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18th January 2012 | Uncategorised

Taoiseach was too hasty in ruling out transaction tax


Taoiseach too hasty in locking Ireland into UK position on transaction tax


As Greens advise the Finance Minister to take a different tack in his talks today with his German colleague.


Green Party Finance Spokesperson Mark Deary said today, “The Taoiseach was far too hasty in locking Ireland into the British position on the transaction tax, following his meeting with David Cameron last week.  Having said so little on the night in December when Britain was allowed to become isolated from the rest of Europe, our Taoiseach seems to be going to the other extreme by threatening an immediate veto on the proposed tax.”


“The problem is that he has decided to hitch our wagon onto opposition to a sensible measure that should be in our national interest.   The transaction tax would rectify one of the main causes of the economic crisis and could be done in a way which does not threaten jobs in the IFSC.”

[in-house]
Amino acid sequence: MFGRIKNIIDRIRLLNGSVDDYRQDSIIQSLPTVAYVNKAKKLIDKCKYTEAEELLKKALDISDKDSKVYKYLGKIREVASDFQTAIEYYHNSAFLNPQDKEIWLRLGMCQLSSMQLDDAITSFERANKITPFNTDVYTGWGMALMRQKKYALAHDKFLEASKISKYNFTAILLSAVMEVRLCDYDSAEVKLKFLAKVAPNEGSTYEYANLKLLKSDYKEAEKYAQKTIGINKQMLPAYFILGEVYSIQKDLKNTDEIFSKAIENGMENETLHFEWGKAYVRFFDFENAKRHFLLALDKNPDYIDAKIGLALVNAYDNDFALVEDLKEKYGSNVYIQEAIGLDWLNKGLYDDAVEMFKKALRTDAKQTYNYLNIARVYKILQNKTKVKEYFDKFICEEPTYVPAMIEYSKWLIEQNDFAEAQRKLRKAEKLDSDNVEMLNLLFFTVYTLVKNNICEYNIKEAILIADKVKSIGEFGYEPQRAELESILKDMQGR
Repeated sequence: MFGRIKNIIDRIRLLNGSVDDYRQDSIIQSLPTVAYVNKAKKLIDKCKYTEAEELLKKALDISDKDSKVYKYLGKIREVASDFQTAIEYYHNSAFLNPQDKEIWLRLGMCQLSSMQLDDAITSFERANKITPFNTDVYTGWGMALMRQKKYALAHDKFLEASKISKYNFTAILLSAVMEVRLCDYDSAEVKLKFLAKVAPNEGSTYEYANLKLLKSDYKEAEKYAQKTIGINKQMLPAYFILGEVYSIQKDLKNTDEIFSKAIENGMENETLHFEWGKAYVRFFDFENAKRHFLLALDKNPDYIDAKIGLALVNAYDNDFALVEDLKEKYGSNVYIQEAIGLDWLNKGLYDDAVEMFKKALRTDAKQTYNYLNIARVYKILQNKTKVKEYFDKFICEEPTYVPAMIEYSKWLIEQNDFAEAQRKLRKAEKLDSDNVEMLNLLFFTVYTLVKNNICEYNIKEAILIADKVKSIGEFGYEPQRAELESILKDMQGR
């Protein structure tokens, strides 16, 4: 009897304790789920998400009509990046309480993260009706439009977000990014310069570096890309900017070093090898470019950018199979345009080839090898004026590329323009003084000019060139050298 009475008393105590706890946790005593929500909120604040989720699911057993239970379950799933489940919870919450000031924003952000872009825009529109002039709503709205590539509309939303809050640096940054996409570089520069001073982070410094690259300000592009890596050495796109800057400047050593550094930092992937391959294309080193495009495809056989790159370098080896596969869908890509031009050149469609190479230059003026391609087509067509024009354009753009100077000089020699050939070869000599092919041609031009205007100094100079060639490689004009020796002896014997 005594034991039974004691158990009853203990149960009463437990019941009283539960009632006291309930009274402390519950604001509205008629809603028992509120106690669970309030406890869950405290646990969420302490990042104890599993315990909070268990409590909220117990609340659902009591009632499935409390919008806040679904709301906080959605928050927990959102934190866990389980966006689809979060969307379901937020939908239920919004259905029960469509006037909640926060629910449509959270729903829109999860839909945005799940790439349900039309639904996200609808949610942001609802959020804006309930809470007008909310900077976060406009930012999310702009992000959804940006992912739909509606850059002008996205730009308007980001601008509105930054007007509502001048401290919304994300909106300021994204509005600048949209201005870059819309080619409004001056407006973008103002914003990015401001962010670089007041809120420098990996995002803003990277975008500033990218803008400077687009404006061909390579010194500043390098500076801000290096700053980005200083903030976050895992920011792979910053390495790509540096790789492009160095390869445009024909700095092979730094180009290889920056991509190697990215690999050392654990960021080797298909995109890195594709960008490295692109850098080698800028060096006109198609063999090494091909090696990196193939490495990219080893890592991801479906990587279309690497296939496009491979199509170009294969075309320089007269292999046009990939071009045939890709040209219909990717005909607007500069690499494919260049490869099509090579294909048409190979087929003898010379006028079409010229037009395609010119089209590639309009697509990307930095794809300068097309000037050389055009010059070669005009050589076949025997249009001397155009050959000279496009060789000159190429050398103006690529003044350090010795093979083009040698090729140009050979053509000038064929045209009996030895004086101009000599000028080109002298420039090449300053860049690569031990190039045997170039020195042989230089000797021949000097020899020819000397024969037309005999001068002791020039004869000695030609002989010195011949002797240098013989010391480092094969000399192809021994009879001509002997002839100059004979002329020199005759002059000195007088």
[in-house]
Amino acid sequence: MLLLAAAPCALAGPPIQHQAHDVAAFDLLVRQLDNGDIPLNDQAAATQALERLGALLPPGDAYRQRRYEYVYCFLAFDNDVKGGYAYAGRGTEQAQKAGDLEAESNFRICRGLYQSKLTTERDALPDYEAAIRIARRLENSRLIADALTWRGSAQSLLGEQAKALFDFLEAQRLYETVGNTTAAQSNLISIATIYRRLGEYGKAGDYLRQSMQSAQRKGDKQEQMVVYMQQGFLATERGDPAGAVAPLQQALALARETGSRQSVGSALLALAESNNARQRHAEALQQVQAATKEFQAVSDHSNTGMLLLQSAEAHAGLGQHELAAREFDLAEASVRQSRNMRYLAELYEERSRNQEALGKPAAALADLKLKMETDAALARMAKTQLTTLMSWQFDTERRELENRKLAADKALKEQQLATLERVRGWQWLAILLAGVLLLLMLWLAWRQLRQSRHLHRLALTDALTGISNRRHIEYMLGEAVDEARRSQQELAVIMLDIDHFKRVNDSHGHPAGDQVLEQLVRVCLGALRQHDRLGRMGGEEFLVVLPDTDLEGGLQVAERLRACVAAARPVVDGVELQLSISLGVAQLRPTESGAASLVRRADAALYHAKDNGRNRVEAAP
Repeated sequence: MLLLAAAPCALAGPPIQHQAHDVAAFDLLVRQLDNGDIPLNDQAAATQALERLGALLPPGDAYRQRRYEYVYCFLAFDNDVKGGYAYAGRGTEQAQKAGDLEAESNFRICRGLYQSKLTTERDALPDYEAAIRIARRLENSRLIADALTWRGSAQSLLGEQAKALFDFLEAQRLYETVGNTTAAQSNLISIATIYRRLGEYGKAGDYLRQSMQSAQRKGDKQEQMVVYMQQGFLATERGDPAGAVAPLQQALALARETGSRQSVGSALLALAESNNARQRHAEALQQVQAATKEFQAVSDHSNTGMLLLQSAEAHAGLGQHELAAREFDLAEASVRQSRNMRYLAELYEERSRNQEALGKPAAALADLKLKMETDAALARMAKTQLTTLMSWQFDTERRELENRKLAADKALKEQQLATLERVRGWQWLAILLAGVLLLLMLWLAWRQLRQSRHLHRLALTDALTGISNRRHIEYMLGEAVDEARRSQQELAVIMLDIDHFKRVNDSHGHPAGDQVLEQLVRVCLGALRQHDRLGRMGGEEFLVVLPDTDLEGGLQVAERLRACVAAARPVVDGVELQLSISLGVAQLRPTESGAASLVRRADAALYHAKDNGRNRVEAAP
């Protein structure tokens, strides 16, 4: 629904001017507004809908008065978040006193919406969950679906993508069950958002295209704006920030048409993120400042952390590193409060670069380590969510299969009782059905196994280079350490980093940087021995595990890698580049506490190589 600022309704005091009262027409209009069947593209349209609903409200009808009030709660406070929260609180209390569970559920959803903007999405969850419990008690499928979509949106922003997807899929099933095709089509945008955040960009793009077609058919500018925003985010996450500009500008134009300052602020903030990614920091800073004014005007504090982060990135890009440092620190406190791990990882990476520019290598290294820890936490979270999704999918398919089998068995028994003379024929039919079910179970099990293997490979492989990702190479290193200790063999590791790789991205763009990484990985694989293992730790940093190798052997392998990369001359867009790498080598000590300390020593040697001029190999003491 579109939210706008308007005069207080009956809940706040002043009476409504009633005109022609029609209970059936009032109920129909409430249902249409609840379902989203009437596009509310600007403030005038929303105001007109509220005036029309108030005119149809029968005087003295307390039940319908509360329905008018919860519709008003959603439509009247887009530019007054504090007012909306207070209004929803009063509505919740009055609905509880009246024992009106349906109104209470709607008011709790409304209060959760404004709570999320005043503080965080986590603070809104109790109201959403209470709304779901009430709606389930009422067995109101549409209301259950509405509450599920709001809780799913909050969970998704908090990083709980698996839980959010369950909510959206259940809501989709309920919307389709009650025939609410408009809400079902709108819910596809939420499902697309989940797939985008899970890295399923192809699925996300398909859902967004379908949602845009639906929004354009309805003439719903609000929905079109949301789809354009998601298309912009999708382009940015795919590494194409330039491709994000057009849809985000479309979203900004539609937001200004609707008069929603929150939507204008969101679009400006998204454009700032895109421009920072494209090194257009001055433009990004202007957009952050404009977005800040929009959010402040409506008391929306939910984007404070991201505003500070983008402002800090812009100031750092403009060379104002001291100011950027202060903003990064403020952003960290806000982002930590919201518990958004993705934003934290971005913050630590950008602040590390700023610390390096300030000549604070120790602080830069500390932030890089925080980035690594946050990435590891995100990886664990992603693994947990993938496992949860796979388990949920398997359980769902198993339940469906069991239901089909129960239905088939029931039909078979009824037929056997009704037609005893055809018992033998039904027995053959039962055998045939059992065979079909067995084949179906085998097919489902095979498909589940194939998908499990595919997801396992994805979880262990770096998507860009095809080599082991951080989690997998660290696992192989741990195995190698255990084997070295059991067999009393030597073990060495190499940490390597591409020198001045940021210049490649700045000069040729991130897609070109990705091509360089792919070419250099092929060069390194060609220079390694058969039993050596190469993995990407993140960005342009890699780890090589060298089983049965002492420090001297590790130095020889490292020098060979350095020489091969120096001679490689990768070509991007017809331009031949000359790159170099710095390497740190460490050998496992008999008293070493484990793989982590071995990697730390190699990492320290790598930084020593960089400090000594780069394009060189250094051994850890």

“According to the Impact Assessment carried out by the European Commission, a tax on activities such as high volume automated secondary trades will accrue many financial, structural and social benefits. The government should conduct its own impact assessment on the  Financial Transaction Tax Directive, taking account of the full cost of weaker regulation to this country and then to make a decision on where our long term interests lie.”


“The Green Party have long supported the introduction of such a charge which would not deter genuine trading activity but it would act as a deterrent to the sort of speculative casino betting on the financial markets that got the world economy into such trouble.  Given that we will have to raise tax revenue it is better to do so on activity that we want to discourage rather than always hitting the general public.”


“The charge would not impact on Central Bank activities, mortgages or the primary markets but it would add to the cost of speculating on securitised products and change investor behaviour in favour of the cash starved productive economy.  It is planned that the revenues raised would be for use within the European Union, in part replacing national contributions to the EU, and will be collected on the basis of where institutions operate from. This could be advantageous to Ireland and would ultimately mean that the industry that caused the ruinous collapse finally begins to pay for it?”


“With all this to gain, the Minister of Finance should engage more proactively with the German Finance Minister who he meets today and put the transaction tax issue into the mix of measures we are going to have to get agreement on to get our economy back in shape.”